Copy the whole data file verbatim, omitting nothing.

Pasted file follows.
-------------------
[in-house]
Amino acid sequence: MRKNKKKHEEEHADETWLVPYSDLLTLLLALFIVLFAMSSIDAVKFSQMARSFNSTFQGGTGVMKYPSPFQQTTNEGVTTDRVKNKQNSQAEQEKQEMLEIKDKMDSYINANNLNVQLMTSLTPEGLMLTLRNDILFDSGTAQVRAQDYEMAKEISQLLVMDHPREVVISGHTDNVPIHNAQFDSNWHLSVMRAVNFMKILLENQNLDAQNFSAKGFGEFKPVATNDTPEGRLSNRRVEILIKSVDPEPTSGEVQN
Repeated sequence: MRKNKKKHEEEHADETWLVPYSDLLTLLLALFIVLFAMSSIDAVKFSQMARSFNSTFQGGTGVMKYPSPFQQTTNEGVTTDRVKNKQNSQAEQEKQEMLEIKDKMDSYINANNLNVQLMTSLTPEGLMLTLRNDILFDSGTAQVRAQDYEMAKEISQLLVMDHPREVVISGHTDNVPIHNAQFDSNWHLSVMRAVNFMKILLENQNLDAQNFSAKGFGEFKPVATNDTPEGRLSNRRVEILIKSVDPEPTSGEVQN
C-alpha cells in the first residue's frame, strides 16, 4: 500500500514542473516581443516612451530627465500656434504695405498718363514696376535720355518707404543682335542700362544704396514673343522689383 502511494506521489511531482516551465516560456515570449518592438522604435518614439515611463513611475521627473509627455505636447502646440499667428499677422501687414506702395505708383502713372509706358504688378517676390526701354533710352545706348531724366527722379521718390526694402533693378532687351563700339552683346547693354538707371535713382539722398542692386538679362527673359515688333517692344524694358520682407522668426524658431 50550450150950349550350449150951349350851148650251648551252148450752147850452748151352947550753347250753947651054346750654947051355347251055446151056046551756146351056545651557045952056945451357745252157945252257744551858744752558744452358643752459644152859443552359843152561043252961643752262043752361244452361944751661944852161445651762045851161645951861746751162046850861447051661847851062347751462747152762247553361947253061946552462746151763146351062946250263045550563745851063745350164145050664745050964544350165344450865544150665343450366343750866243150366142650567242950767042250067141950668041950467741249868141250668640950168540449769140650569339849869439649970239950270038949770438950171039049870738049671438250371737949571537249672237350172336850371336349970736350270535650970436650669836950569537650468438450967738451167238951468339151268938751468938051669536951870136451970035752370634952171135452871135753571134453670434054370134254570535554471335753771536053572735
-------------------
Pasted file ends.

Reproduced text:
[in-house]
Amino acid sequence: MRKNKKKHEEEHADETWLVPYSDLLTLLLALFIVLFAMSSIDAVKFSQMARSFNSTFQGGTGVMKYPSPFQQTTNEGVTTDRVKNKQNSQAEQEKQEMLEIKDKMDSYINANNLNVQLMTSLTPEGLMLTLRNDILFDSGTAQVRAQDYEMAKEISQLLVMDHPREVVISGHTDNVPIHNAQFDSNWHLSVMRAVNFMKILLENQNLDAQNFSAKGFGEFKPVATNDTPEGRLSNRRVEILIKSVDPEPTSGEVQN
Repeated sequence: MRKNKKKHEEEHADETWLVPYSDLLTLLLALFIVLFAMSSIDAVKFSQMARSFNSTFQGGTGVMKYPSPFQQTTNEGVTTDRVKNKQNSQAEQEKQEMLEIKDKMDSYINANNLNVQLMTSLTPEGLMLTLRNDILFDSGTAQVRAQDYEMAKEISQLLVMDHPREVVISGHTDNVPIHNAQFDSNWHLSVMRAVNFMKILLENQNLDAQNFSAKGFGEFKPVATNDTPEGRLSNRRVEILIKSVDPEPTSGEVQN
C-alpha cells in the first residue's frame, strides 16, 4: 500500500514542473516581443516612451530627465500656434504695405498718363514696376535720355518707404543682335542700362544704396514673343522689383 502511494506521489511531482516551465516560456515570449518592438522604435518614439515611463513611475521627473509627455505636447502646440499667428499677422501687414506702395505708383502713372509706358504688378517676390526701354533710352545706348531724366527722379521718390526694402533693378532687351563700339552683346547693354538707371535713382539722398542692386538679362527673359515688333517692344524694358520682407522668426524658431 50550450150950349550350449150951349350851148650251648551252148450752147850452748151352947550753347250753947651054346750654947051355347251055446151056046551756146351056545651557045952056945451357745252157945252257744551858744752558744452358643752459644152859443552359843152561043252961643752262043752361244452361944751661944852161445651762045851161645951861746751162046850861447051661847851062347751462747152762247553361947253061946552462746151763146351062946250263045550563745851063745350164145050664745050964544350165344450865544150665343450366343750866243150366142650567242950767042250067141950668041950467741249868141250668640950168540449769140650569339849869439649970239950270038949770438950171039049870738049671438250371737949571537249672237350172336850371336349970736350270535650970436650669836950569537650468438450967738451167238951468339151268938751468938051669536951870136451970035752370634952171135452871135753571134453670434054370134254570535554471335753771536053572735